While the international community is trying to reach a consensus over Bosnian elections at a number of meetings, other preparations are taking place on the ground. Five opposition parties--the Social Democratic Party (SDP), the Union of Bosnian-Herzegovinian Social Democrats (UBSD), the Muslim-Bosniak Organization (MBO), the Croat Peasant Party (HSS), and the Republican Party (RS)--on 12 June signed an agreement to run together in the upcoming general elections under the name Joint List For Bosnia, Onasa reported. An OSCE official said that, altogether, 47 political parties and 29 independent candidates have submitted applications for the Bosnian elections, Oslobodjenje reported on 18 June. It will take the OSCE seven days to check whether the lists contain the required number of signatures, after which parties that are rejected have a three-day period in which to appeal. Meanwhile, six parties have registered for the Mostar local elections scheduled for 30 June, Hina reported on 11 June. Three of them represent Croat interests, one is a citizens' coalition called "For a Unified Mostar," another is a list of independent candidates, and the sixth is the Joint List for Bosnia. -- Daria Sito Sucic

    [05] ...AND IN REPUBLIKA SRPSKA...

    Two different coalitions are to be formed in the Bosnian Serb entity, Onasa reported. Leftist parties, including the Socialist Party of Republika Srpska (SPRS) and the Yugoslav United Left of Republika Srpska (JULRS), will run jointly in the upcoming elections in Bosnia, according to a JULRS spokesman. Nasa Borba reported that negotiations were underway with the head of the opposition Party of Independent Social Democrats, Milorad Dodig, to join the coalition. The coalition's goal is to overthrow the ruling Serb Democratic Party headed by Radovan Karadzic. Meanwhile, Banja Luka mayor Predrag Radic will lead a coalition of five small opposition parties. -- Daria Sito Sucic

    [06] ...WHILE BOSNIAN MUSLIMS APPLY TO RUN IN REPUBLIKA SRPSKA ELECTIONS.

    Muslims from six villages in northeastern Bosnia have applied to run in elections in the Republika Srpska, AFP reported on 16 June, citing Oslobodjenje. Inhabitants of villages held by the Muslims during the war in Bosnia and transferred to Bosnian Serb control under the Dayton agreement have nominated candidates for municipal and regional elections. Meanwhile, Reuters reported that the U.S. said refugees who vote will not lose their refugee status and will not be forced to return to Bosnia. -- Stefan Krause

    [07] EU ASKS IFOR TO GUARANTEE SECURITY BEFORE MOSTAR ELECTIONS.

    The senior EU official in Mostar, Klaus Metscher, said the European Union, "in the light of recent incidents in the city," has asked IFOR to reinforce security before the 30 June elections there, AFP reported on 11 June. Metscher said the people are frightened and want to be perfectly safe when going to polling stations to vote. In another development, NATO's Ambassadorial Council at its 12 June Brussels meeting concluded that the most important tasks of IFOR in Bosnia are the upcoming elections and the removal of indicted Bosnian Serb leaders from power, Onasa reported on 14 June. A senior NATO official told Onasa that IFOR ground command was given new instructions to ensure freedom of movement, prepare polls and protect ballots until the end of the vote. "IFOR had prepared ...plans to deal appropriately with any outbreak of deliberate violence to life and person," IFOR spokesman Max Mariener said. He also recalled the existence of four police formations in Mostar: WEU police, International Police Task Force (IPTF), and Bosnian and Croat police, saying IFOR would support them during the polling. -- Daria Sito Sucic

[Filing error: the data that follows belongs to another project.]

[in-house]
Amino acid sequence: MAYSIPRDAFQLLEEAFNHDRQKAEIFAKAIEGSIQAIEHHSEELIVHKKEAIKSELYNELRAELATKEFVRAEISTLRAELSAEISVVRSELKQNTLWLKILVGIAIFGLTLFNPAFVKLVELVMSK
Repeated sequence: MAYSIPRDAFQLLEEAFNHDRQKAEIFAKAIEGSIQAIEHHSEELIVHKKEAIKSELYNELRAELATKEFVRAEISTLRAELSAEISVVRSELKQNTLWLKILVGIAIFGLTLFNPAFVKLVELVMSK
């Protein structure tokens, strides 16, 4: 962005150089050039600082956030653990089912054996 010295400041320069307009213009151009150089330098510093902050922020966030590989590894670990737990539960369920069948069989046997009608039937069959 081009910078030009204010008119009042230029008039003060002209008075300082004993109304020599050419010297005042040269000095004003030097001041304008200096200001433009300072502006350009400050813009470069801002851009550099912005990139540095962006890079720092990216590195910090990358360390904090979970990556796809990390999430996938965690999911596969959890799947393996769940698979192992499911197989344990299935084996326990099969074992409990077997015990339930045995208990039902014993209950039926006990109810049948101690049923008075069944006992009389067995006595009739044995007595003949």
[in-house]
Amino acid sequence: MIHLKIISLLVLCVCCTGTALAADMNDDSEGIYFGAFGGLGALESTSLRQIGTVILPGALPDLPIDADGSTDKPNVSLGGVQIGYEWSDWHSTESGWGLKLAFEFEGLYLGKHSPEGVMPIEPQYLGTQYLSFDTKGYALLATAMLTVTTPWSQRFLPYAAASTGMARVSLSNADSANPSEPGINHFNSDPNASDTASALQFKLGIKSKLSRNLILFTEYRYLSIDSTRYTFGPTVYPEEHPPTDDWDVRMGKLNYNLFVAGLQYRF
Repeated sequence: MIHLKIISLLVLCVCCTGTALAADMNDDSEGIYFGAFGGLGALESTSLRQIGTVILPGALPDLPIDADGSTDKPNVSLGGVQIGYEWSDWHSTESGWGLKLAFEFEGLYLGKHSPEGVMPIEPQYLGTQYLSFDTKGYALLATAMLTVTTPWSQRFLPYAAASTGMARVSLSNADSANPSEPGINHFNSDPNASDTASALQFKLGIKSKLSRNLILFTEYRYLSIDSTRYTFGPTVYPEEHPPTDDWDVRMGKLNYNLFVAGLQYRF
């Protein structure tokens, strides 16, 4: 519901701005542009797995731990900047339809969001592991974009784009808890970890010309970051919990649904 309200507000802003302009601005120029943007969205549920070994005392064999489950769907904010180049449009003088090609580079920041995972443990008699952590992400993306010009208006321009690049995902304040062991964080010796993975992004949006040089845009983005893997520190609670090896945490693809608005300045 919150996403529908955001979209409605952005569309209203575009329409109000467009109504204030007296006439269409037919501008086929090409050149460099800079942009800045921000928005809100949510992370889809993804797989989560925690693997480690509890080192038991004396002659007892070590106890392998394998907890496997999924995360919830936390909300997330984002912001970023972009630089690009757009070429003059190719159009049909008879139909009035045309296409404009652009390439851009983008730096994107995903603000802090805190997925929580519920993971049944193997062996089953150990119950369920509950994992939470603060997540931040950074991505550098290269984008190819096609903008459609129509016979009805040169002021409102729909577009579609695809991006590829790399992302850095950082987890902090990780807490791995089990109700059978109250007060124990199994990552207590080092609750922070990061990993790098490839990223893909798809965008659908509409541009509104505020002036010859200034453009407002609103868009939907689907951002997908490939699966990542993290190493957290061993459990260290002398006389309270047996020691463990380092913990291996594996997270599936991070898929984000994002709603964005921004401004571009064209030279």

[08] BOSNIAN DISARMAMENT AGREEMENT SIGNED.

    The disarmament treaty slated to have been signed last week in Oslo was signed on 14 June in Florence, AFP reported. The issue in dispute was that the Bosnian Serbs insisted on signing separately as a de facto independent state, while the Bosnian government demanded that they sign as part of the Bosnian delegation. Signatories to the regional arms control agreement required by the Dayton treaty also included Croatia, rump Yugoslavia, and the Croat-Muslim federation. IFOR would be obliged to enforce such a pact, which requires massive cuts in the Bosnian Serbs' arsenal. The deal restricts the number of heavy weapons allowed in Bosnia-Herzegovina, Croatia and rump Yugoslavia under five categories: tanks, other armored vehicles, artillery pieces of at least 75 mm, fighter aircraft and helicopter gunships. Reports from Sarajevo suggest, however, that the Bosnian Serbs' extra tanks and guns will simply be sent to Montenegro for storage. Nevertheless, U.S. State Department spokesman Nicholas Burns hailed the agreement as a "major development...which drastically reduces the amount of heavy weaponry in the region," according to AFP. An editorial in Oslobodjenje on 16 June underscored the importance of the agreement, which forced the Serb side to concede that Bosnia-Herzegovina is an integral state made up of two entities. -- Patrick Moore and Daria Sito Sucic

    [09] PERRY SAYS THAT IFOR LIKELY TO STAY ON INTO 1997...

    An increasing number of important people are suggesting that NATO peacekeepers will stay on in Bosnia into the new year, in contrast to original plans. AFP quoted U.S. Secretary of State William Perry as telling reporters en route to Macedonia on 12 June: "I do know that NATO will not want to give up on the investment they've made in Bosnia. If they feel some further action [to prevent a new war] is necessary, they may very well want to maintain a NATO force to do that. If they make that decision it will be my recommendation that the United States participate... in any force so designated, including ground troops." The statement is significant because the U.S. generally follows what is known as "the Powell Doctrine" of avoiding overseas commitments with ground troops and then striving primarily to minimize casualties once there. The U.S. envoy to the region, John Kornblum, also indicated that the troops will stay on in Bosnia, Nasa Borba added. In Washington, however, State Department spokesman Nicholas Burns said that the U.S. "has no plans" to extend the withdrawal deadline despite strong European pressure to do so. -- Patrick Moore